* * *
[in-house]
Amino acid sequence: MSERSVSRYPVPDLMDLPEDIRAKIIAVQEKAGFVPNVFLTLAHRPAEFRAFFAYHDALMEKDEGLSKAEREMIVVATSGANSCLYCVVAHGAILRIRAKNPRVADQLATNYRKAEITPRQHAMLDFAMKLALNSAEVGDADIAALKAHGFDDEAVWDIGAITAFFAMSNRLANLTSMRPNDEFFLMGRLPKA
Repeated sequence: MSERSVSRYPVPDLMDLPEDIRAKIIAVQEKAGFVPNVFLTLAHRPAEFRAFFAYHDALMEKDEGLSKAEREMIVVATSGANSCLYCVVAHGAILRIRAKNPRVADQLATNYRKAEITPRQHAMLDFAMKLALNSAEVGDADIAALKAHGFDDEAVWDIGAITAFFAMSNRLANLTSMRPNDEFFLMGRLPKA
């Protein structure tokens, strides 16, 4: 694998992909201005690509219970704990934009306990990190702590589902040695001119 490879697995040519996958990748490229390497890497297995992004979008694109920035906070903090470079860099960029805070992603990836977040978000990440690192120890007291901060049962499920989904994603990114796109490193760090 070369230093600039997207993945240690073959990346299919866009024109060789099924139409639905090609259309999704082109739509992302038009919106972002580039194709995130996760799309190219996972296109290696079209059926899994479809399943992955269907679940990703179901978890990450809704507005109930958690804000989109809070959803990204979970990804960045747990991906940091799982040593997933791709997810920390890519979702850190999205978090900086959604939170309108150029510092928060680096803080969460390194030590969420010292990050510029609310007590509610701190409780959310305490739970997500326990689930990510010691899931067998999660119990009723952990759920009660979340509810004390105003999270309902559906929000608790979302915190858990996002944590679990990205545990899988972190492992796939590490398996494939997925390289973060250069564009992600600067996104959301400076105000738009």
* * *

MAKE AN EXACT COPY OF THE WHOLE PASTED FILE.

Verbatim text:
[in-house]
Amino acid sequence: MSERSVSRYPVPDLMDLPEDIRAKIIAVQEKAGFVPNVFLTLAHRPAEFRAFFAYHDALMEKDEGLSKAEREMIVVATSGANSCLYCVVAHGAILRIRAKNPRVADQLATNYRKAEITPRQHAMLDFAMKLALNSAEVGDADIAALKAHGFDDEAVWDIGAITAFFAMSNRLANLTSMRPNDEFFLMGRLPKA
Repeated sequence: MSERSVSRYPVPDLMDLPEDIRAKIIAVQEKAGFVPNVFLTLAHRPAEFRAFFAYHDALMEKDEGLSKAEREMIVVATSGANSCLYCVVAHGAILRIRAKNPRVADQLATNYRKAEITPRQHAMLDFAMKLALNSAEVGDADIAALKAHGFDDEAVWDIGAITAFFAMSNRLANLTSMRPNDEFFLMGRLPKA
């Protein structure tokens, strides 16, 4: 694998992909201005690509219970704990934009306990990190702590589902040695001119 490879697995040519996958990748490229390497890497297995992004979008694109920035906070903090470079860099960029805070992603990836977040978000990440690192120890007291901060049962499920989904994603990114796109490193760090 070369230093600039997207993945240690073959990346299919866009024109060789099924139409639905090609259309999704082109739509992302038009919106972002580039194709995130996760799309190219996972296109290696079209059926899994479809399943992955269907679940990703179901978890990450809704507005109930958690804000989109809070959803990204979970990804960045747990991906940091799982040593997933791709997810920390890519979702850190999205978090900086959604939170309108150029510092928060680096803080969460390194030590969420010292990050510029609310007590509610701190409780959310305490739970997500326990689930990510010691899931067998999660119990009723952990759920009660979340509810004390105003999270309902559906929000608790979302915190858990996002944590679990990205545990899988972190492992796939590490398996494939997925390289973060250069564009992600600067996104959301400076105000738009």